: as accurately as my memory will permit,
j Thackery's commendation of Mr. Parties New
come's habits and methods, which, though a
trifle lax, are not unworthy of imitatation by
our youth if they are determined to be boys.
Mr. Xewcome, according to the chronicler, was
careful to protect himself against the reproach
of a life misspent. He attended to business with
reasonable fidelity; he attended church every
Sunday, always dressed for dinner, never kept
tradesmen waiting for their money, and rarely
j drank too much and then only in good com
\ pany. Sonn- day he thought he would marry a
virtuous, sensible girl with wealth: and mean?
while he determined to take his pleasure de?
corously and not sow his wild oats after the
j fashion of the scatter-brain youth of bond'.:),
j but trimly and neatly, in quiet places where the
; crop could come up unobserved ami b<- gath
j ered without bustle or scandal. At play, for I
; am ?orry to say he did play, he was conserva?
tive, kept the stakes down and quit at a proper
hour. Better had he not sported in any way
I it is true, but if he must sport, he did so ,
j among gentlemen only, and be kept away from
i the Captain Rooks and the rougher element
I who lie in wait for pigeons and pluck them,
! sometimes taking a handful of feathers at a
! clip.
-?* -?>- ?
He Says the Free Coinage Itill is Being
Smothered, and lie is Disgusted.
Washington,Feb. 12?The Chairman of
the House Coinage Committee presented
this morning a request from the Chamber
of Commerce of New York for a bearing
on the Silver bill next Thursday. 'I he re?
quest was granted. The Chamber of Com?
merce proposes to send a committee here
consisting of Abrain S. Hewitt, Carl
Schur/., and others. A vote was then
taken on the motion pending yesterday to
strike out that hearings close Thursday
next. It resulted adversely to Mr. bland
by 8 to 4. A motion by Mr. Walker to
hold evening sessions on Tuesday. Wed?
nesday, and Thursday of each week was
then carried.
Air. Bartine said he was entirely satisfi?
ed that there would not be any report from
the committee in rime for action by the
I House during the present seasion. For
I that reason it was simply that much time
! and labor lost. He gave notice that he
should consider himself absolutely at
liberty to take advantage of every oppor?
tunity to bring the matter before the
House. Mr. bland said he considered the
bill as smothered. Mr. Bland's remarks
annoyed his opponents, for there was a
chorus of dissenting opinions from Mr.
Yaux. Mr. Tracy. Mr. Walker, and others.
Mr. bland, without raking notice of these
interruptions, said: "I say the bill is now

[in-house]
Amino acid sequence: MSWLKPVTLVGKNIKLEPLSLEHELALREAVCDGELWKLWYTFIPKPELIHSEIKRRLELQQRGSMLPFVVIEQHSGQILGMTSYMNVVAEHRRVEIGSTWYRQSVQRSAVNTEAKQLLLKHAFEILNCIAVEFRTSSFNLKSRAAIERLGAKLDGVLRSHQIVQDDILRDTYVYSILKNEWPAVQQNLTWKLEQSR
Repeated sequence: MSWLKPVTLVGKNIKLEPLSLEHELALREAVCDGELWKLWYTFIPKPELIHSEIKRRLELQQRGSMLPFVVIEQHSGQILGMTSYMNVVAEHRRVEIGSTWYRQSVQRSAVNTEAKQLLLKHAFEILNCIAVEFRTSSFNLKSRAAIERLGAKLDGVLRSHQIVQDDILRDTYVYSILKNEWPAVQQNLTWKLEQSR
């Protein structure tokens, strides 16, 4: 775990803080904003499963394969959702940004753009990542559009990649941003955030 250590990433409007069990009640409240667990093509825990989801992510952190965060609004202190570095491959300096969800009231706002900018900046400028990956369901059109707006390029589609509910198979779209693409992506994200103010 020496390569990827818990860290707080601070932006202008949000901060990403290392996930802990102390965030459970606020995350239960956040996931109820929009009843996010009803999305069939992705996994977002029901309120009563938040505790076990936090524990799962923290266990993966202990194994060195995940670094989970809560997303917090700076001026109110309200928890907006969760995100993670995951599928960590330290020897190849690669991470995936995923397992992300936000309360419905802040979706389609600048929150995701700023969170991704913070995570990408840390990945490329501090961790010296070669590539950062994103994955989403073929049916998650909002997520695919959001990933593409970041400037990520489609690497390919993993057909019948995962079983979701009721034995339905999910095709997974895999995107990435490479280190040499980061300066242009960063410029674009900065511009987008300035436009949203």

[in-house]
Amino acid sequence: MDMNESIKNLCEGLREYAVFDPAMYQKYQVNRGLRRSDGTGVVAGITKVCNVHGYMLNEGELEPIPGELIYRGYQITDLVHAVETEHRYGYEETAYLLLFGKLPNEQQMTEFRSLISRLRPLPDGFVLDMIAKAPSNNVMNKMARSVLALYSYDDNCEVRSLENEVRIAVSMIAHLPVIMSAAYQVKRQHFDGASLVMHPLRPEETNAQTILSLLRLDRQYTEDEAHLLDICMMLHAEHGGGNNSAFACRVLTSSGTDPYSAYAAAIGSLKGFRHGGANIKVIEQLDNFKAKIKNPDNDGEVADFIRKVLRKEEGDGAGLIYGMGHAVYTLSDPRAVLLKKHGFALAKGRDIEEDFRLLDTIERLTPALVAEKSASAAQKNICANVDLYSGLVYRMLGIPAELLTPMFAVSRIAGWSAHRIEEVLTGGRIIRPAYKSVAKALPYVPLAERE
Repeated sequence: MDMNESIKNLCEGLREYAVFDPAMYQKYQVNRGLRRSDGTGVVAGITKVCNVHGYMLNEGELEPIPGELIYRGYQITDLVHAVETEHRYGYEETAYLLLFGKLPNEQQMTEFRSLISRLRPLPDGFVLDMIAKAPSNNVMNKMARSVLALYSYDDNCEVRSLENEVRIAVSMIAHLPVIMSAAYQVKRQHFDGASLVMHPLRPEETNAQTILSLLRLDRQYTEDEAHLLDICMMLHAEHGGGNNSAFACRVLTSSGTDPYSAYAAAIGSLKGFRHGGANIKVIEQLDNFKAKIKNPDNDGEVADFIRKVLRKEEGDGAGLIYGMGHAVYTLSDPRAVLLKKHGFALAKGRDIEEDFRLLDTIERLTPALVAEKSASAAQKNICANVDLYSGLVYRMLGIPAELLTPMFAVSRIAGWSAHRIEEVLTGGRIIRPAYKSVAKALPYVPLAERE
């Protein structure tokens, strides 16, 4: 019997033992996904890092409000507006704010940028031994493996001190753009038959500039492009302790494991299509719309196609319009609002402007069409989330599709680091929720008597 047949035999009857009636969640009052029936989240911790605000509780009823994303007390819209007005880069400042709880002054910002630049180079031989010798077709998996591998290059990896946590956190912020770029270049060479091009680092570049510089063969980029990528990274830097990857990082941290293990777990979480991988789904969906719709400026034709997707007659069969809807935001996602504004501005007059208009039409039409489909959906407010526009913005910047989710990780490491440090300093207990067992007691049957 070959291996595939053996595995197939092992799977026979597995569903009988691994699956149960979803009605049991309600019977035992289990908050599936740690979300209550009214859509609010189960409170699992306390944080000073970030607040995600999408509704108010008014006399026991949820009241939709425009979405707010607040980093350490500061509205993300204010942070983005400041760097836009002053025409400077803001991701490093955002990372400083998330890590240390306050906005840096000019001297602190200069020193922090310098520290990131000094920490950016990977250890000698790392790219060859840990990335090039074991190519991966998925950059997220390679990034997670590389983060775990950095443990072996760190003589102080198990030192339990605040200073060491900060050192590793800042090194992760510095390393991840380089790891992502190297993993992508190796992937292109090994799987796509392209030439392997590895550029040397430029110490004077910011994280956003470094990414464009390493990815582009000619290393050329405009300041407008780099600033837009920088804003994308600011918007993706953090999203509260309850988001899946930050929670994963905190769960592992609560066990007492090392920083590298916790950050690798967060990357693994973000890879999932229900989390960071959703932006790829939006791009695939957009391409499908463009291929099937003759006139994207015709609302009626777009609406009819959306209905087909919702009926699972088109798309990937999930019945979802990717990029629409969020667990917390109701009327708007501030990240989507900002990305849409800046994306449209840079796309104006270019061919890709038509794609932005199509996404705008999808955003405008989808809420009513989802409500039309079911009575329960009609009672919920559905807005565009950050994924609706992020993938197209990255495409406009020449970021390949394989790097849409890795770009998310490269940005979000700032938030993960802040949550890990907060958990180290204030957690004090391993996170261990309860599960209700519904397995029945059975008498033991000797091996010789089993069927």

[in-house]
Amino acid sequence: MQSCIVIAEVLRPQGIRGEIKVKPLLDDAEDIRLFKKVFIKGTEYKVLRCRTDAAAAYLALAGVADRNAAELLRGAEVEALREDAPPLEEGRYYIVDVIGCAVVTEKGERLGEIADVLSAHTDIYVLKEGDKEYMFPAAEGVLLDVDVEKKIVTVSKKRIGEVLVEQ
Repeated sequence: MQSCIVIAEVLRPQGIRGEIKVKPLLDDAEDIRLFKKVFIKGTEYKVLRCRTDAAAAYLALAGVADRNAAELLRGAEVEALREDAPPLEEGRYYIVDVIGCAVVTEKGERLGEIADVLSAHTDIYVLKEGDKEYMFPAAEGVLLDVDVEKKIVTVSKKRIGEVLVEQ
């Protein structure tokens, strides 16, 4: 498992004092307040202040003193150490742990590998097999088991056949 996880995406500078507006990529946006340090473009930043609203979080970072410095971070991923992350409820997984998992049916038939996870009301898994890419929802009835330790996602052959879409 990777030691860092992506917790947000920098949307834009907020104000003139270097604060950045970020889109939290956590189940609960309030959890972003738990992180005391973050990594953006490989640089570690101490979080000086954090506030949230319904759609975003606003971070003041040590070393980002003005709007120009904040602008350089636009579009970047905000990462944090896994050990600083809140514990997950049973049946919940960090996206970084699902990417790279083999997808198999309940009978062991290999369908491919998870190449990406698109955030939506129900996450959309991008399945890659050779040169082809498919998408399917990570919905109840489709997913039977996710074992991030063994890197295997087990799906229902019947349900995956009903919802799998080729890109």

smothered by a vote of this committee."
He then picked up his hat and left the
room, and Mr. Bartine, a moment later,
did the same.
Mr. Williams, of Illinois, made a motion
that the Chairman ask unanimous consent
from the House for permission to sit dur?
ing the sessions of the House. It was
carried by the vote of every member of
the committee except Mr. Walker, who
gave notice that he should object in the
Aouse to unanimous consent. Before ad?
journment a protest against further silver
legislation,signed by seventy-nine mem?
bers of the Chicago Board of Trade, was
presented. The protestauts say they be?
lieve further legislation would tend to re?
tard the increasing confidence of the busi?
ness world.
Subscribe for the Post. Jt m only $1.2,5
for twelve months and one dollar each for
clubs consisting office or more*
Another Baltimore Mhu Beats the Baby
Namiiisr Business and Gets in His Work.
Baltimore, Fel>. U.?Some time ago a
number of ladies interested in charity
had their attention called to the destitu?
tion of a family in Southwest Baltimore.
The mother said the father drank and
neglected his five children. Some of the
ladies induced the man to reform. He
went to a well-known minister and made
all sorts of promises, declaring that he
.was tired of the life he bad led, and say?
ing that be wanted tu turn over a new
I leaf. He told the minister that he was
not married to the woman who bore his
children, aud asked for advice. His chil?
dren were grov.iirg up, and, he said, had
never been christened. Hi thought his
reform would be complete if he could have
them baptized.
; All the ladies were very much gratified
and made arrangements to have the par?
ents married and the children christened.
They bought and made the little ones
clothing, gave them money, and rigged
out the parents in new clothes. After the
wedding was celebrated and the children
christened something about, the man'sac
| tions induced the minister to look up his
j record. The investigation disclosed the
fact that the nan and woman had been
married nineteen tiroes, and the children
|had been christened twenty-nine times.
They would live in one section of the city
! long enough to get a good start in the
! world by getting married and having the
; children christened. Then they would
move to another locality and go through
the same performance. They were al
; ways married under a different name.
The Story That the Kentucky Outlaw \va*
Captured in California Denied by a
man who Claims to Know
Where hf is.
fMiddlesborongb Democrat.)
A man who resides in Harlan county,
on Clover Fork, one of the tributaries of
Cumberland river, was in town on busi
j ness and a reporter of the Democrat, who
I met him. incidentally remarked: "J see
; rhey have caught Wilson Howard out in
California.'" At this remark the gentle?
man smrbd and replied: "They say so,
but it is all a fake. Wilson Howard has